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Faith guides Switchfoot

Jon Matsumoto
Special to the Mercury News
Published: Friday, March 19, 2004


These are heady times for the San Diego rock band Switchfoot, whose first album for Columbia Records has steadily gained momentum since its release a little more than a year ago.

The band has gone from relative anonymity outside San Diego to rising-star status. It has become an MTV staple. This disc, ``The Beautiful Letdown,'' has gone gold (500,000 copies sold in the United States.)

Bassist Tim Foreman sounds pumped up over the phone from Los Angeles as the quartet prepares for ``The Tonight Show With Jay Leno.''

``It's been very hectic at times,'' Foreman says, ``but the funny thing is, when I look back at what the band has accomplished, I don't remember playing in front of thousands of people at a stadium but rather those times when we've played in small, packed, sweaty rock clubs with fans singing along. That's just an amazing feeling.''

The members of Switchfoot -- vocalist Jon Foreman (Tim's brother and the group's songwriter), keyboardist Jerome Fontamillas and drummer Chad Butler -- don't appear to be the types who will lose their heads over a little fame and fortune. ``The Beautiful Letdown'' is packed with songs about searching for deeper meaning.

Tim Foreman believes that hope needs to be cast against pain in order to have any deep relevance. ``I haven't found anything within this life that won't eventually let me down,'' he says. ``Even the cell phone I'm talking with you on will break in the next couple of months. It's just the idea that true hope and meaning have to be beyond all of this.''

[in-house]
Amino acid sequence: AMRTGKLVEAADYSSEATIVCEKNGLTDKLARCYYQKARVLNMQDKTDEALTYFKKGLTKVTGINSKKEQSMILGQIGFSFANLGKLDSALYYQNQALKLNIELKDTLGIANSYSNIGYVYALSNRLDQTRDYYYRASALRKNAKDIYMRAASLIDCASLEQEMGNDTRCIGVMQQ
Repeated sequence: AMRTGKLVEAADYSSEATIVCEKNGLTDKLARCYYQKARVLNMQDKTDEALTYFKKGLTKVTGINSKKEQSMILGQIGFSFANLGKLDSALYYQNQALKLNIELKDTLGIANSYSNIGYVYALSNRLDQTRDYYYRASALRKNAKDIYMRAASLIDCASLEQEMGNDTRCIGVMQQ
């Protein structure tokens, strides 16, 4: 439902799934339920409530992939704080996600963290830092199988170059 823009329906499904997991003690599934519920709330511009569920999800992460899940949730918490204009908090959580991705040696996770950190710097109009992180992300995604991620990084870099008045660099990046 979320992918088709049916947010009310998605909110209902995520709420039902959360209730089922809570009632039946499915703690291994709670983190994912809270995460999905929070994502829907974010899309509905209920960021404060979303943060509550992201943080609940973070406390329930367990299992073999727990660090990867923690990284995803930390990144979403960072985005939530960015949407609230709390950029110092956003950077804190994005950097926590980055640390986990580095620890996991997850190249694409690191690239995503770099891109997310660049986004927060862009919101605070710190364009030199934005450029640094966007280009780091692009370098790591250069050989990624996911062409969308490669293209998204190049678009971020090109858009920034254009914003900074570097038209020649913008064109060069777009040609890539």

``We've always been very honest about what we believe in,'' Foreman says. ``At the same time, we've never pretended to have all the answers.''

Switchfoot also dislikes having its sound categorized. Its popular single ``Meant to Live'' is a hard rocker in the grunge-metal vein. Other tracks gravitate more toward pop-rock, and one contains some hip-hop elements. The group's broad influences include U2, Radiohead, Pennywise, Led Zeppelin (the members of Switchfoot used to perform in a Zeppelin tribute band) and singer-songwriter types such as Bob Dylan and James Taylor.

``It's certainly difficult for people to categorize this record, which I don't think is a bad thing,'' Foreman says. ``It's natural for people to listen to an album and then put it in a simplified genre. I do the same thing. If I listen to an album and I tell a friend about it, it's easier to say, `Oh, it's punk rock' or whatever. It's an honor that people can't listen to the album and describe us in one sentence.''

Like U2, Switchfoot sees itself as socially conscious but not political. There's a note from the band in the CD booklet for ``The Beautiful Letdown'' encouraging people to put words into action when it comes to issues such as AIDS and poverty.

``Our songs are more about the politics of the heart and the struggles that go on in there,'' Foreman says. ``That definitely involves looking out for the poorer nations and people in the world.''

The band is also proud that its songs have sometimes served as an understanding and hopeful voice to young people in emotional crisis.

Though reflective and spiritual, Switchfoot is also about sheer fun. The band members are avid surfers who met through the sport. The band also retains its deep affection for its hometown. A concert DVD called ``Switchfoot -- Live in San Diego'' will be released Tuesday.


``The San Diego scene is alive and well,'' Foreman says. ``It's always been amazing. It tends to be very left of center. It's not often that it gets heard outside of our local scene. Everyone seems to be rooting for each other. It's a lot different from Los Angeles in that respect. . . . In San Diego if one band succeeds, it's a win for the whole scene.''Switchfoot